Maritime Rescue Co-ordination Centre, Dover – Friday 18 August

This special tour of the Dover Maritime Rescue Coordination Centre will commence at 14:00 with rendezvous in the Centre’s car park at 13:45. We will be hosted by Tony Evans, Maritime Operations Specialist, and will see the Operations Room, Rescue Coordination Centre, Area Control and Channel VTS Radar Coverage plus special surveillance. All of this is, however, dependent on any emergency or crisis management at the time of visiting!

Please join us for lunch beforehand at The Coastguard, an unpretentious waterside pub at St Margaret’s Bay beneath the White Cliffs with a British menu based on local produce. Britain’s nearest pub to France, The Coastguard was listed No 4 in The Times newspaper’s Top 20 Coastal Pubs. The table is booked for 12 noon, giving us time for a leisurely lunch before the 10 minute drive back to the Maritime Rescue Coordination Centre.

The Coastguard
The Bay
St Margarets Bay
Dover, Kent CT15 6DY

Dover Maritime Rescue Coordination Centre
HM Coastguard
Langdon Battery, Swingate
Dover, Kent CT15 5NA

The following extract from Wikipedia outlines the work of the MRCC:

When the Maritime Rescue Co-ordination Centre receive a distress call, by a 999 or 112 phone call, by radio or any other means, the Coastguard Watch keeper will use their training to question the caller to determine the location. The Coastguard Watch keeper will be able to confirm the location given by the caller if the call is on the 999 system as the equipment in the Operations room will display where it has come from.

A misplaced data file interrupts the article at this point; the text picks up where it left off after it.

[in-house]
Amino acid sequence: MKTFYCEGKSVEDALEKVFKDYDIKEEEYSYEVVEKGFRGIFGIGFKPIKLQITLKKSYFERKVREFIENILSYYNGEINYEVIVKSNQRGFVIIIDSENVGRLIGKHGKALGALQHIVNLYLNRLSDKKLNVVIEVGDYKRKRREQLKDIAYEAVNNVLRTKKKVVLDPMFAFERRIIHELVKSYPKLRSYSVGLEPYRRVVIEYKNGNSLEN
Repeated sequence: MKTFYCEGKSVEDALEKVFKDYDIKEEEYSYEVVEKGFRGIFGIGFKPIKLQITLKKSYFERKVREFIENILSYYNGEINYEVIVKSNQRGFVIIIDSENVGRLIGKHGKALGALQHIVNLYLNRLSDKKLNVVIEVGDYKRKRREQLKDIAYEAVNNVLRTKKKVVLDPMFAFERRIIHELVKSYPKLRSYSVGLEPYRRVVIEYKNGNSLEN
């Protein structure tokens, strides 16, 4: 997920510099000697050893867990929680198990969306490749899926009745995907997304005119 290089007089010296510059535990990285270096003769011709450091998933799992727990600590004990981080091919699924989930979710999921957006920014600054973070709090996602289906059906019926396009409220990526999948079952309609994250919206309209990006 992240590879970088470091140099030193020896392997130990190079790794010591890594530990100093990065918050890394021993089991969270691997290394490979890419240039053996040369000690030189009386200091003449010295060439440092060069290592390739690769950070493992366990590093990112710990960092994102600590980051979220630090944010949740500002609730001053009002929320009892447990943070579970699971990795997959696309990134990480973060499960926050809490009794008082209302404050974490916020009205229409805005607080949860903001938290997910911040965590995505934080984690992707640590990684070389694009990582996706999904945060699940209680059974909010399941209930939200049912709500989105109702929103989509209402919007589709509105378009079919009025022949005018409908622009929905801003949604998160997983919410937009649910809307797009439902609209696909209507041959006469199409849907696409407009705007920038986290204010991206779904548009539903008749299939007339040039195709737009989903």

The Coastguard Watch keeper will use the correct chart or map for the area and they are trained to ask questions that will help the caller identify where they are. The Coastguard SMC (SAR Mission Co-ordinator) in charge of the watch will then decide which rescue resources will be used to conduct the SAR operation. The Coastguard Watch keeper who takes the call may keep talking to the caller, while another Coastguard Watch keeper can be passing information to the chosen rescue resources. These assets will depend on the situation but could be one of the 365 Coastguard Rescue Teams (CRT) around the UK coast made up of 3,500 Coastguard Rescue Officers, or Lifeboats, SAR Helicopters or a vessel or aircraft known to be in the vicinity or who responds to a broadcast on radio made by the MRCC.

The MRCC will call out and send the rescue units (Coastguard CRTs, Lifeboats, Helicopters or other vessels or aircraft) according to the nature and severity of the incident. The MRCC will then co-ordinate the SAR operation using the Coastguard Rescue Teams, lifeboats and helicopters or other vessels or aircraft, who carry out the physical rescue.

Coastguard Rescue Teams have an Officer in Charge who is responsible for the action of that team or unit. Each rescue resource is able to relay information about any casualty to each other and to the MRCC who is in overall control. The Coxswain of the Lifeboats and the Helicopter Pilot would be in command of that rescue asset, while being coordinated by the MRCC.

The rescue resources work together with the MRCC as the coordinating authority to carry out SAR response. Once the person(s) in danger are rescued the person is then given the assistance they need and transferred to a place of safety.

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